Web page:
Sarb announces sharper 75bp repo rate hike

South Africa’s repo rate has been pushed sharply up, by 75 basis points (bps) – the steepest hike since September 2002.

The rate hike was announced by South African Reserve Bank (Sarb) Governor Lesetja Kganyago on Thursday, moving to front-load a steeper increase to rein in resurgent inflation.

The 75bp hike brings the repo rate to 5.5%.

Watch/read: Sarb governor’s speech on MPC interest rate decision

This means SA’s prime lending rate (of commercial banks) will increase to 9%.

Three members of the MPC voted for a 75bp hike, one for a 100bp hike and one for a 50bp increase.

While many economists originally predicted a 50bp hike for the Sarb’s July Monetary Policy Committee (MPC) meeting, that was before the higher-than-expected June headline inflation figure of 7.4% was published on Wednesday.

Read: Record-low real rate sets stage for aggressive SA hike

Kganyago added that achieving a prudent public debt level, increasing the supply of energy, moderating administered price inflation and keeping wage growth in line with productivity gains would enhance the effectiveness of monetary policy and its transmission to the broader economy


  • GDP expected to contract by 1.1% in Q2. Growth in Q3 and Q4 forecast to be 0.7% and 0.4%, respectively. Economy forecast to expand by 1.3% in 2023 and by 1.5% in 2024 (Previously 1.9% for both years).
  • Nominal wages forecast to rise by 5.6% in 2022, 7.3% in 2023 and 5.7% in 2024.
  • Oil prices currently sit at around US$106/ barrel; Sarb expects them to average US$108/barrel for 2022, US$92/barrel in 2023 & US$85/barrel in 2024.

Inflation continues to surprise on the upside:

  • Food price inflation seen at 7.4% in 2022; 6.2% in 2023, 4.2% in 2024
  • Core inflation forecast higher, at 4.3% in 2022 (up from 3.9%), rising to 5.6% (from 5.1%) in 2023 and 4.9% in 2024 (from 4.8%).
  • Bank’s forecast of headline inflation for 2022 revised higher to 6.5%. Higher food, fuel, and core inflation expected to keep headline inflation elevated at 5.7% in 2023; 4.7% is expected in 2024 (unchanged since May meeting).


FNB CEO Jacques Celliers says, “To place the rate hike in perspective, the new prime rate remains below the levels of January 2020, prior to the pandemic. The Sarb’s monetary policy thus remains in line with longer-term trends if we look beyond the extreme measures taken during 2020.

“Consumers and borrowers should, however, be aware that further rate hikes by the central bank are a possibility in coming months. We also expect upward consumer price pressures to remain in place for several months. The effect of this is seen in a sharp decline in consumer confidence, most recently reported by the FNB/BER Consumer Confidence Index. As consumers and economies adapt to these new conditions, confidence levels will also recalibrate.”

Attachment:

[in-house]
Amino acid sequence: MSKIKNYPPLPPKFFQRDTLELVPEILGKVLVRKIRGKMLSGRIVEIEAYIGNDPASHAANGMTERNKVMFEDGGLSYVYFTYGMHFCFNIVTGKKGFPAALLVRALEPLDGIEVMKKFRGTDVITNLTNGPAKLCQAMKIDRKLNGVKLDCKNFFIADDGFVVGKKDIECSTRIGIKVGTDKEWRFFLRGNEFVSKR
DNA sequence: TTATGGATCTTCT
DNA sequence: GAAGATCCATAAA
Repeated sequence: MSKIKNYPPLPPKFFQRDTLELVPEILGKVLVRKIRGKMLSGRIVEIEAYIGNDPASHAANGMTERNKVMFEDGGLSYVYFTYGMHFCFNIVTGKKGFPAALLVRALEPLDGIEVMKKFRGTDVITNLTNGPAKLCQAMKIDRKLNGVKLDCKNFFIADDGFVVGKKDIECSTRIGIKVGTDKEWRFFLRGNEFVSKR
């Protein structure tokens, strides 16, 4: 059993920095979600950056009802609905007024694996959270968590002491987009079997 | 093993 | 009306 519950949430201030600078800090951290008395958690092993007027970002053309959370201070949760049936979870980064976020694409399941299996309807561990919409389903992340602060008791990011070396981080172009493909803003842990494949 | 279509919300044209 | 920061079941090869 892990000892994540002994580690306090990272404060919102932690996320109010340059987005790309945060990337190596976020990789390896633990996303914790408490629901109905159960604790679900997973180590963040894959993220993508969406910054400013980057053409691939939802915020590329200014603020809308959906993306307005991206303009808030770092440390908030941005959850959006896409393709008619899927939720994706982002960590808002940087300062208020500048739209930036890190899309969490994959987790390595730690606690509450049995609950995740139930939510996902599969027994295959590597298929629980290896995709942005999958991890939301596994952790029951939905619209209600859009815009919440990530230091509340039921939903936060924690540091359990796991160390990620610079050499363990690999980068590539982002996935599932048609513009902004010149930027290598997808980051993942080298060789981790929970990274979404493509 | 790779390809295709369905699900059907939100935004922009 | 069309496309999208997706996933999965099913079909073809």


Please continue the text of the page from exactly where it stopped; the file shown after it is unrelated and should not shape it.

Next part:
Read: SA consumer confidence plunges

FNB Chief Economist Mamello Matikinca-Ngwenya says the MPC’s 75bps hike was slightly above its own, and the consensus expectation, for a 50bp hike. “The MPC has opted to further front-load interest rate hikes, which reveals the pressure on the local monetary policy authority to get ahead of elevated inflation and inflation expectations, avoid a significant narrowing of the interest rate differential between SA and key trading partners, while also confronting risks to growth. SA has not bucked the trend of upside inflation surprises, and this has broadly resulted in a lift in expected inflation. The rise in inflation expectations is of particular concern to the MPC because it tends to be stickier than supply-driven inflation.”

EY Africa Chief economist, Angelika Goliger said 75bps is a relatively small increase in the overall cost of credit. “For example, in Canada, interest rates went from 0.25% in December 2021 to 2.5% in July 2022 – a ten-fold increase. This is also substantially above Canada’s pre-Covid rate of 1.75%.

While conceding that South Africans will feel “a pinch” in their bond repayments, store credit and vehicle finance she says “A bigger issue is the inflation-driven (rate is now at 7.4%) increase in the cost of living. This move to raise rates, while painful now, is a sign of a central bank acting credibly to return the inflation rate to their target in order to mitigate the pain of higher inflation down the line.”

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